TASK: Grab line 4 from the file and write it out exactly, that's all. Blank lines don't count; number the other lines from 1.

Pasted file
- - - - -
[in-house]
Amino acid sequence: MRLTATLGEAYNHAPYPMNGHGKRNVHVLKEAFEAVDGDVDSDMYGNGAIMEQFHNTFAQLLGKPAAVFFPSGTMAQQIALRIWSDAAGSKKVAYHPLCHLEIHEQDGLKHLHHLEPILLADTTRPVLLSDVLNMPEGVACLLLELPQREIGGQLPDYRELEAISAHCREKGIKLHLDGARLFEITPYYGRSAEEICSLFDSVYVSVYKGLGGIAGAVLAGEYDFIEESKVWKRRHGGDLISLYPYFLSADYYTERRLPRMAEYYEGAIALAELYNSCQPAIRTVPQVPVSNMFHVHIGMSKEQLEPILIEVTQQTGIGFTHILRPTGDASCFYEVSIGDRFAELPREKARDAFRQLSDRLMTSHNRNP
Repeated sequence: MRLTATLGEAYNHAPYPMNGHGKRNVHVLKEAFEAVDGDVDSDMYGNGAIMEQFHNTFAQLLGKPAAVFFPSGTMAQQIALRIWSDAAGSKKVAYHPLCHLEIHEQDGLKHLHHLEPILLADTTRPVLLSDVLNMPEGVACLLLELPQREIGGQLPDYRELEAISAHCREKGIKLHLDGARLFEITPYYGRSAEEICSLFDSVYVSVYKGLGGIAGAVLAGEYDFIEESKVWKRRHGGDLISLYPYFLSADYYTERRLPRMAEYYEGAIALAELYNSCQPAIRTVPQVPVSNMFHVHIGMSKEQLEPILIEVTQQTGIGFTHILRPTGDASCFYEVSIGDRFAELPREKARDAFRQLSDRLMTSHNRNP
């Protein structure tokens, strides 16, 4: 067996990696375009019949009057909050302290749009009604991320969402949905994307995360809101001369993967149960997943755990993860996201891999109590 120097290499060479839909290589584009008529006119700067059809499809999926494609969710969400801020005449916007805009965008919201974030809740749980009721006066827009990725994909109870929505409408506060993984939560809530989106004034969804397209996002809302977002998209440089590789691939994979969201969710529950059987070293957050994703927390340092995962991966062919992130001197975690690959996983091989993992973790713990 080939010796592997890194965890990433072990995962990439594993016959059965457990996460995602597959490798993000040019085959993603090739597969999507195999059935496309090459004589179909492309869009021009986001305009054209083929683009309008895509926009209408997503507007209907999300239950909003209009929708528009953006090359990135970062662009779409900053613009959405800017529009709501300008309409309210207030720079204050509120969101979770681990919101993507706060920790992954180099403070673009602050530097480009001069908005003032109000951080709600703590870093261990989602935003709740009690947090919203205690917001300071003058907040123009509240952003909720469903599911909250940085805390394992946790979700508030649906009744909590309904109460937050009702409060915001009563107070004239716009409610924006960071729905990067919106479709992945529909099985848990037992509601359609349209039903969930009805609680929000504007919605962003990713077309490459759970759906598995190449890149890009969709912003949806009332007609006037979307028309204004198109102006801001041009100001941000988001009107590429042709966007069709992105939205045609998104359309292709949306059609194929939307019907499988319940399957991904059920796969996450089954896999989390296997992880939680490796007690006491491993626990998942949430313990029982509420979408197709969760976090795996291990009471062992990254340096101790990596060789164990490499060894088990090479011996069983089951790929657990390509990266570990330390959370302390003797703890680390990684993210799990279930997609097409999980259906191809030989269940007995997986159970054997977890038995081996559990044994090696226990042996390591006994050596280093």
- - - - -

């Protein structure tokens, strides 16, 4: 067996990696375009019949009057909050302290749009009604991320969402949905994307995360809101001369993967149960997943755990993860996201891999109590 120097290499060479839909290589584009008529006119700067059809499809999926494609969710969400801020005449916007805009965008919201974030809740749980009721006066827009990725994909109870929505409408506060993984939560809530989106004034969804397209996002809302977002998209440089590789691939994979969201969710529950059987070293957050994703927390340092995962991966062919992130001197975690690959996983091989993992973790713990 080939010796592997890194965890990433072990995962990439594993016959059965457990996460995602597959490798993000040019085959993603090739597969999507195999059935496309090459004589179909492309869009021009986001305009054209083929683009309008895509926009209408997503507007209907999300239950909003209009929708528009953006090359990135970062662009779409900053613009959405800017529009709501300008309409309210207030720079204050509120969101979770681990919101993507706060920790992954180099403070673009602050530097480009001069908005003032109000951080709600703590870093261990989602935003709740009690947090919203205690917001300071003058907040123009509240952003909720469903599911909250940085805390394992946790979700508030649906009744909590309904109460937050009702409060915001009563107070004239716009409610924006960071729905990067919106479709992945529909099985848990037992509601359609349209039903969930009805609680929000504007919605962003990713077309490459759970759906598995190449890149890009969709912003949806009332007609006037979307028309204004198109102006801001041009100001941000988001009107590429042709966007069709992105939205045609998104359309292709949306059609194929939307019907499988319940399957991904059920796969996450089954896999989390296997992880939680490796007690006491491993626990998942949430313990029982509420979408197709969760976090795996291990009471062992990254340096101790990596060789164990490499060894088990090479011996069983089951790929657990390509990266570990330390959370302390003797703890680390990684993210799990279930997609097409999980259906191809030989269940007995997986159970054997977890038995081996559990044994090696226990042996390591006994050596280093």